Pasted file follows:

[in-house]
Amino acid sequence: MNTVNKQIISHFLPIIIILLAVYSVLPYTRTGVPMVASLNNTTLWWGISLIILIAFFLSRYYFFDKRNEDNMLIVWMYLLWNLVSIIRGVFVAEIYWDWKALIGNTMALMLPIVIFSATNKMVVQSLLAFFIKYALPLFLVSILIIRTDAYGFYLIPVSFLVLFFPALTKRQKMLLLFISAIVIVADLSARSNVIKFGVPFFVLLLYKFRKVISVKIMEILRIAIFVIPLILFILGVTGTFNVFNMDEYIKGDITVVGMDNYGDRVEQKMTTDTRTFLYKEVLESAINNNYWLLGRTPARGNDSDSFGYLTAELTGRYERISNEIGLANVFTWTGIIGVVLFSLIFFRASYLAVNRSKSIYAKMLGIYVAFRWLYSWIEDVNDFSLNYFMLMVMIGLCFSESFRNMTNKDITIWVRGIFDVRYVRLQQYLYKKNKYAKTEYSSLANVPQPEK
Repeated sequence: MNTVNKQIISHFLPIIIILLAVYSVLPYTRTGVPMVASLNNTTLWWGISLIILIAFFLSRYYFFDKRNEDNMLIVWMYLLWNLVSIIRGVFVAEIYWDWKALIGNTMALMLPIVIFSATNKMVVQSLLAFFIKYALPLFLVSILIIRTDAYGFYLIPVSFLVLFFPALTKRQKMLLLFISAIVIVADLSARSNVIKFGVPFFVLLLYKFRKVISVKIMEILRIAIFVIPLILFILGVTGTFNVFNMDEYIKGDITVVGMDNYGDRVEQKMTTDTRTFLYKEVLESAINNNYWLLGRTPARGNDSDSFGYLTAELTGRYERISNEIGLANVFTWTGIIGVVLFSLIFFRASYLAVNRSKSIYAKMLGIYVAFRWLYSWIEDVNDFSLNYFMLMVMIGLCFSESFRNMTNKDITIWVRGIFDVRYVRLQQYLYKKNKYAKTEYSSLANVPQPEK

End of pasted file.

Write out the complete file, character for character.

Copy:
[in-house]
Amino acid sequence: MNTVNKQIISHFLPIIIILLAVYSVLPYTRTGVPMVASLNNTTLWWGISLIILIAFFLSRYYFFDKRNEDNMLIVWMYLLWNLVSIIRGVFVAEIYWDWKALIGNTMALMLPIVIFSATNKMVVQSLLAFFIKYALPLFLVSILIIRTDAYGFYLIPVSFLVLFFPALTKRQKMLLLFISAIVIVADLSARSNVIKFGVPFFVLLLYKFRKVISVKIMEILRIAIFVIPLILFILGVTGTFNVFNMDEYIKGDITVVGMDNYGDRVEQKMTTDTRTFLYKEVLESAINNNYWLLGRTPARGNDSDSFGYLTAELTGRYERISNEIGLANVFTWTGIIGVVLFSLIFFRASYLAVNRSKSIYAKMLGIYVAFRWLYSWIEDVNDFSLNYFMLMVMIGLCFSESFRNMTNKDITIWVRGIFDVRYVRLQQYLYKKNKYAKTEYSSLANVPQPEK
Repeated sequence: MNTVNKQIISHFLPIIIILLAVYSVLPYTRTGVPMVASLNNTTLWWGISLIILIAFFLSRYYFFDKRNEDNMLIVWMYLLWNLVSIIRGVFVAEIYWDWKALIGNTMALMLPIVIFSATNKMVVQSLLAFFIKYALPLFLVSILIIRTDAYGFYLIPVSFLVLFFPALTKRQKMLLLFISAIVIVADLSARSNVIKFGVPFFVLLLYKFRKVISVKIMEILRIAIFVIPLILFILGVTGTFNVFNMDEYIKGDITVVGMDNYGDRVEQKMTTDTRTFLYKEVLESAINNNYWLLGRTPARGNDSDSFGYLTAELTGRYERISNEIGLANVFTWTGIIGVVLFSLIFFRASYLAVNRSKSIYAKMLGIYVAFRWLYSWIEDVNDFSLNYFMLMVMIGLCFSESFRNMTNKDITIWVRGIFDVRYVRLQQYLYKKNKYAKTEYSSLANVPQPEK